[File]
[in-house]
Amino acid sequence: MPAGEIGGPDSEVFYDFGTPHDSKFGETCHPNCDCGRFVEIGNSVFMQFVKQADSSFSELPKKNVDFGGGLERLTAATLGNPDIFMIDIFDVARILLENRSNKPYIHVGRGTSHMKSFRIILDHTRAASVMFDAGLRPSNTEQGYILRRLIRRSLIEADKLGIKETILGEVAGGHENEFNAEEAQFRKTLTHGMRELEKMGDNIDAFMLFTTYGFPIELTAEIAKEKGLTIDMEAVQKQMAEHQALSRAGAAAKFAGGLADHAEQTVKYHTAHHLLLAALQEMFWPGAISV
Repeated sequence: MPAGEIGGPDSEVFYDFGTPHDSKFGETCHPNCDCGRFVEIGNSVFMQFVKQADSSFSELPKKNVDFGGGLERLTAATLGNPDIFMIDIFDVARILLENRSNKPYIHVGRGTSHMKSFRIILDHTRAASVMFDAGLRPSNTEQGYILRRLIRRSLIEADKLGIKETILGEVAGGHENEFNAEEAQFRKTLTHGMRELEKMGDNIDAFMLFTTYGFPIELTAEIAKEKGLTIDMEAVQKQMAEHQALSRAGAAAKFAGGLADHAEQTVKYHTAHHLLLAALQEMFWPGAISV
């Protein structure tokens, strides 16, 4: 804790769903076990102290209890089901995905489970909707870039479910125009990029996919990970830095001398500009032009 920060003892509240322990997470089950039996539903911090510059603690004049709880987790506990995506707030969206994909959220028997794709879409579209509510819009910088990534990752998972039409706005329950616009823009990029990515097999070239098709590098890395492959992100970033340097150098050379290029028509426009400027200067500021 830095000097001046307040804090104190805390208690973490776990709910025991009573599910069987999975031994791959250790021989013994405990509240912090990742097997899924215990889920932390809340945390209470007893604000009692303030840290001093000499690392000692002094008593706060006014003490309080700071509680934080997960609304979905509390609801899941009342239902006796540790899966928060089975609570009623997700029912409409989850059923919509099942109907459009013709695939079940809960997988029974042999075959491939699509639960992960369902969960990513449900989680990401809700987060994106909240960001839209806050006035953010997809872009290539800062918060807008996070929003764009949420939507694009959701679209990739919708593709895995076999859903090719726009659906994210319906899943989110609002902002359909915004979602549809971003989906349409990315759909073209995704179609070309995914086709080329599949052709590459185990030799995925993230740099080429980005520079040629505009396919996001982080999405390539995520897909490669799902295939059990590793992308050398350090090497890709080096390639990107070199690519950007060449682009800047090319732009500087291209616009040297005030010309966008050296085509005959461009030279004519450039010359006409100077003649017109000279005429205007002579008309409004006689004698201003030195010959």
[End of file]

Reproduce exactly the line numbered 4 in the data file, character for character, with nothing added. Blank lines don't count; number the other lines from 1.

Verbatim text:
């Protein structure tokens, strides 16, 4: 804790769903076990102290209890089901995905489970909707870039479910125009990029996919990970830095001398500009032009 920060003892509240322990997470089950039996539903911090510059603690004049709880987790506990995506707030969206994909959220028997794709879409579209509510819009910088990534990752998972039409706005329950616009823009990029990515097999070239098709590098890395492959992100970033340097150098050379290029028509426009400027200067500021 830095000097001046307040804090104190805390208690973490776990709910025991009573599910069987999975031994791959250790021989013994405990509240912090990742097997899924215990889920932390809340945390209470007893604000009692303030840290001093000499690392000692002094008593706060006014003490309080700071509680934080997960609304979905509390609801899941009342239902006796540790899966928060089975609570009623997700029912409409989850059923919509099942109907459009013709695939079940809960997988029974042999075959491939699509639960992960369902969960990513449900989680990401809700987060994106909240960001839209806050006035953010997809872009290539800062918060807008996070929003764009949420939507694009959701679209990739919708593709895995076999859903090719726009659906994210319906899943989110609002902002359909915004979602549809971003989906349409990315759909073209995704179609070309995914086709080329599949052709590459185990030799995925993230740099080429980005520079040629505009396919996001982080999405390539995520897909490669799902295939059990590793992308050398350090090497890709080096390639990107070199690519950007060449682009800047090319732009500087291209616009040297005030010309966008050296085509005959461009030279004519450039010359006409100077003649017109000279005429205007002579008309409004006689004698201003030195010959």